“We’ve tried everything,” said the man of the house. “We got ripped off, and we know there’s no other alternative.”
In one corner of the den was a newly installed wood stove. The mechanical closet was located in the garage. With one look, I told them that the boiler was piped incorrectly.
They told me, no, they’d had the original contractor out dozens of times only to learn that nothing was wrong with the system.
“That’s what you get with an electric boiler,” they were told.
The original installer also tried to convince the homeowners they were lucky they had the solar PV system or else their bill would have been much, much higher.
Once they finally arrived at the notion that the original installer wasn’t truthful or helpful, they had additional contractors examine the system. Each one told them the same thing.
I don’t look like Sherlock Holmes. I don’t smoke a pipe or wear a goofy tweed hat; however, on my first day there, I began my investigation. In addition to no primary/secondary system piping, I dug further to see that the water temp was set at 180° — only 40°-50° higher than their floor system required.
I fired-up all the zones and returned a few hours later. With my Flir thermal imaging camera in hand, I scoured the house, making notations. I had two awe-inspired homeowners in tow.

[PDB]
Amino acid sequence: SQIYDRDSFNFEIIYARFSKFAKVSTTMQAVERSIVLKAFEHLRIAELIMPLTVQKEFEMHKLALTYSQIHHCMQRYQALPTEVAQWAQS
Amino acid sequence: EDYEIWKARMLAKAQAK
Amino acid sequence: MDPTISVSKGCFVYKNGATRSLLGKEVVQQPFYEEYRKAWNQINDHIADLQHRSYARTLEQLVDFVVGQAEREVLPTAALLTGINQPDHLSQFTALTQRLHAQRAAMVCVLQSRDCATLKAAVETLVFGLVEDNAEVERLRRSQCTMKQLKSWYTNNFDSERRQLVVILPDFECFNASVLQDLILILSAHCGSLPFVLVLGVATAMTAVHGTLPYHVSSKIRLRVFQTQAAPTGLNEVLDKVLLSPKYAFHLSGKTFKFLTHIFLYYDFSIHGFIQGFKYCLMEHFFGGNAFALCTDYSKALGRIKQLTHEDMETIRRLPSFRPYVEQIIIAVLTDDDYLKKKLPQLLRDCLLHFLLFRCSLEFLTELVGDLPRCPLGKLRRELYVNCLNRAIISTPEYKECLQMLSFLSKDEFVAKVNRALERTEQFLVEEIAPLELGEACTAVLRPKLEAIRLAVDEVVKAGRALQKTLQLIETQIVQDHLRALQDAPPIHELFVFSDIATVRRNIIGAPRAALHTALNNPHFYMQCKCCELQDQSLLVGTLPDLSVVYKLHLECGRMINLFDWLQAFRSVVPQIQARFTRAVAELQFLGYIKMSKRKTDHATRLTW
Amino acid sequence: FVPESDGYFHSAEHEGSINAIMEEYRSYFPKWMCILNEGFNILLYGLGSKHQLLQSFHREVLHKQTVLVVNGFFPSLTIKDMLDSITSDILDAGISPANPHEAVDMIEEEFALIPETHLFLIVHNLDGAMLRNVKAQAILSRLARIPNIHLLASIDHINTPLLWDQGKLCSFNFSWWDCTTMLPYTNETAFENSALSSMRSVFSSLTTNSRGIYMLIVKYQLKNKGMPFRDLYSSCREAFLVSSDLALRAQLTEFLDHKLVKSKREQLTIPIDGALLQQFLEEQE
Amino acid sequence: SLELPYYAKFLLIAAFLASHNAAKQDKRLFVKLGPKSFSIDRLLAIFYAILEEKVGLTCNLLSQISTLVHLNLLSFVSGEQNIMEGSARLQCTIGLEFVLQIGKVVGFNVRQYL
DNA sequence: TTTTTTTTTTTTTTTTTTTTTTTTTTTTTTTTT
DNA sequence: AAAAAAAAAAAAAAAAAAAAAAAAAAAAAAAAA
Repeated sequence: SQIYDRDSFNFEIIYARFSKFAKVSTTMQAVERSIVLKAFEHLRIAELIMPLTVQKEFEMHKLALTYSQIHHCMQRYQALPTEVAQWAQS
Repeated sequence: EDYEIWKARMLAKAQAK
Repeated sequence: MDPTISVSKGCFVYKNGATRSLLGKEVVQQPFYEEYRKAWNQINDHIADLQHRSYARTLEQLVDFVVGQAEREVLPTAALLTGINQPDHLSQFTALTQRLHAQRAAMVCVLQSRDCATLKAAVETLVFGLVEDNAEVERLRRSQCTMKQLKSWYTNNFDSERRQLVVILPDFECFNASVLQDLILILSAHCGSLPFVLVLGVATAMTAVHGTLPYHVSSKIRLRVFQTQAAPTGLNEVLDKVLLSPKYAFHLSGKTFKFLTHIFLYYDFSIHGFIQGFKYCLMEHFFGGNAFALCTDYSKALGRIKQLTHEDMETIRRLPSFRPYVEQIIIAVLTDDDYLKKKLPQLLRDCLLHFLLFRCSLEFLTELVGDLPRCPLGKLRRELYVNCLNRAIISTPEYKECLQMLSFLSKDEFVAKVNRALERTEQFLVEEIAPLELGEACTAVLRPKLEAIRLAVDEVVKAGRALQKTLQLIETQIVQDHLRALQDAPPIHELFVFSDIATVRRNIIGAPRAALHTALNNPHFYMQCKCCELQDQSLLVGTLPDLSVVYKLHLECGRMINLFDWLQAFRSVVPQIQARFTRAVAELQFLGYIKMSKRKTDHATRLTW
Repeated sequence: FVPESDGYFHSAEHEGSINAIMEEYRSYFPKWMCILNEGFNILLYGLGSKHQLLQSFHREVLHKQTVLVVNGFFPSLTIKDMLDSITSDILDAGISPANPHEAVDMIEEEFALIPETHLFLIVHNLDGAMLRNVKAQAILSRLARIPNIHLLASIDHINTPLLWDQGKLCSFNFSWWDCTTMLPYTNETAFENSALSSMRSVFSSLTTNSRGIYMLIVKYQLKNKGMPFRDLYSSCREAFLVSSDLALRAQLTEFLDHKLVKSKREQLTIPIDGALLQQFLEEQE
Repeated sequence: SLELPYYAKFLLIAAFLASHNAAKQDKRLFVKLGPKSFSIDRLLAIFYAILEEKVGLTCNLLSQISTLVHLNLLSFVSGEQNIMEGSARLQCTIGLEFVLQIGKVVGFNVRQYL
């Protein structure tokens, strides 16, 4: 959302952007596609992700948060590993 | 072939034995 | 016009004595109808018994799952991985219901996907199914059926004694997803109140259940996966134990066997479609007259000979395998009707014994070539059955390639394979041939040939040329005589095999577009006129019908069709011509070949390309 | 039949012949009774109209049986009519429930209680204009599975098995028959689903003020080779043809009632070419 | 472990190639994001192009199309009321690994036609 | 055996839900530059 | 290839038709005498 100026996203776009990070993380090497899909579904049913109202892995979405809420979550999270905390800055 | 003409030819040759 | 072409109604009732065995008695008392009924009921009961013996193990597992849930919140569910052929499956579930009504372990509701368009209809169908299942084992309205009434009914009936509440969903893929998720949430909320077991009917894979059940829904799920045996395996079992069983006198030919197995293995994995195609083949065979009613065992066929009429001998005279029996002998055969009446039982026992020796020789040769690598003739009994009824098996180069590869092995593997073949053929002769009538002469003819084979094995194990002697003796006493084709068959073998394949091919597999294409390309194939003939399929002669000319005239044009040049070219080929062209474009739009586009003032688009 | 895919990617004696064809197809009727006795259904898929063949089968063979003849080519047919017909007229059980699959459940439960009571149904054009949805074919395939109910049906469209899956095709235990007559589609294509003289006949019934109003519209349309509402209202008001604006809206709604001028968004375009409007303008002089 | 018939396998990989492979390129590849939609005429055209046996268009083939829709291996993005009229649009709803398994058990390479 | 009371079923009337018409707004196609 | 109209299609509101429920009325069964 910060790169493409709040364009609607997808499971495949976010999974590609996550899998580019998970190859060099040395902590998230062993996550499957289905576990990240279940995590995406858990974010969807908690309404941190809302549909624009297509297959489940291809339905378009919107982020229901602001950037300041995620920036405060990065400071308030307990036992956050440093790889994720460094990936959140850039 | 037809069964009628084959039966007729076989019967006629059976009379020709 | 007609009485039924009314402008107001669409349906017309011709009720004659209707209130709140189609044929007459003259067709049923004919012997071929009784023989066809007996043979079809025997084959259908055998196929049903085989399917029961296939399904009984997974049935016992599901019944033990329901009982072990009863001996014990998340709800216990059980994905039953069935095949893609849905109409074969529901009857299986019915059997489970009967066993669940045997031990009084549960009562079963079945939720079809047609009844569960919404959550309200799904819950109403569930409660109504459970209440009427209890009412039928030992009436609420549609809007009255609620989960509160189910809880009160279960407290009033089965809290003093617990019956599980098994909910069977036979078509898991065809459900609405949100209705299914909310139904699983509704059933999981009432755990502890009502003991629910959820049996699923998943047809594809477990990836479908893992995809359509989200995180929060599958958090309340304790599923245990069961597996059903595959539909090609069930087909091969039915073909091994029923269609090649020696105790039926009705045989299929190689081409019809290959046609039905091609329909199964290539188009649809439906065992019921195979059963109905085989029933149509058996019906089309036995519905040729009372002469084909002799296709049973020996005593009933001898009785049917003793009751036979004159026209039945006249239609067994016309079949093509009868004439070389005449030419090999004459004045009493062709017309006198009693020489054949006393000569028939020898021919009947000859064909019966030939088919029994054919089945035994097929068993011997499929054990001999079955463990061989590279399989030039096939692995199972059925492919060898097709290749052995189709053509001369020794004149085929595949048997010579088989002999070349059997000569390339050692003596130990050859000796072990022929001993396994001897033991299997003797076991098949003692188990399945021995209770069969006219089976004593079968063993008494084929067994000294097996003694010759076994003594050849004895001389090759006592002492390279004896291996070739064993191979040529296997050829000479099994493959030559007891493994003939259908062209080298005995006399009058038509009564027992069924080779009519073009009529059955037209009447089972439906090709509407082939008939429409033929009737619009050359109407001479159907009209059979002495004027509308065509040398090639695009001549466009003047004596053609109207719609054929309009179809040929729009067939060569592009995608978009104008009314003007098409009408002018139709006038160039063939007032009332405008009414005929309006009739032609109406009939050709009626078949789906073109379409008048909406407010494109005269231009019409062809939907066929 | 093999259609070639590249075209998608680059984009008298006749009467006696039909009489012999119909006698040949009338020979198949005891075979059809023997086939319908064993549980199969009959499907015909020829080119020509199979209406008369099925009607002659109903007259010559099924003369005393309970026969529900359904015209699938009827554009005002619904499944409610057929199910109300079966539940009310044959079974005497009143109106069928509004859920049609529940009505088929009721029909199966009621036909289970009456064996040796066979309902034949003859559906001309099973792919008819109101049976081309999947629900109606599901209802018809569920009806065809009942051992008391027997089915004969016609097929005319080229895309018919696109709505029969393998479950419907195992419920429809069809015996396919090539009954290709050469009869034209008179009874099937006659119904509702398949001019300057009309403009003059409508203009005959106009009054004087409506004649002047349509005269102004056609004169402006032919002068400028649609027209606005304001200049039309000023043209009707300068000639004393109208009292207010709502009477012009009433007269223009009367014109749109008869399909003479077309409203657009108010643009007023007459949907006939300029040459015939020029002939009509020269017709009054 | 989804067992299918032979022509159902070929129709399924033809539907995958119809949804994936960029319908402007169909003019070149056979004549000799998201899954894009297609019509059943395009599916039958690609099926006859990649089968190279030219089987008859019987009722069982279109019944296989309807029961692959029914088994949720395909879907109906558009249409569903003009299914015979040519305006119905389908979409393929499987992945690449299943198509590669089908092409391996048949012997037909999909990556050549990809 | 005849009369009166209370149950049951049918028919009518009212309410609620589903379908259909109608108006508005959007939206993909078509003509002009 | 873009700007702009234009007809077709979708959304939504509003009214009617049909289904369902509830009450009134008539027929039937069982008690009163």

Eventually, I could determine that some of the ½-inch radiant tubing loops were 500 feet in length — 40 percent longer than they should be.
The Slant Fin, two-stage, cast-iron boiler was doing its job just fine, but it was clearly working a lot harder than necessary and was cycling frequently — often with the boiler in second-stage operation. The homeowners had yet to receive a moment of comfort.
As it was piped, the best I could get out of it was a 46° delta T. On top of everything else, the system water was raw and never was flushed after the install. The dark sludge within the system reeked of flux.
My heat load calculation provided another surprise: The boiler was properly sized.
The boiler’s install manual didn’t recommend primary/secondary piping, but in my book, how could any system achieve proper water temp and improved supply return delta T without primary/secondary?
THE SIT DOWN
When discussing my findings and options for repair with the homeowners, they mentioned they’d spent a small fortune on their system and did not have the funds to replace it.
I recommended a primary/secondary loop; replacement of the main system pump with Taco’s new, three-speed 0015e circulator; and the addition of a Taco VT2218 circulator for the in-floor heat. Both of the circs are electronically commutated motor (ECM)-powered and ideal for use when electric consumption is important.
I also wanted to adjust the water temp down to 120°-130°. The last recommendation: flushing the entire system with Fernox and adding glycol.
They hired us for the work.
After doing a quick re-pipe and making the necessary repairs and replacements, the boiler found a comfortable pace for first-stage operation.
The variable-speed pump corrected the cold spots while gaining proper heat across the floor. The worst winter heating bill they received from the utility was actually a check to them for $75.
The final confirmation: They called to say it’s the most comfortable heat they’ve ever experienced. Now, they light the wood stove just for ambiance while enjoying the pure comfort of gently warmed floors.
Publication date: 5/15/2017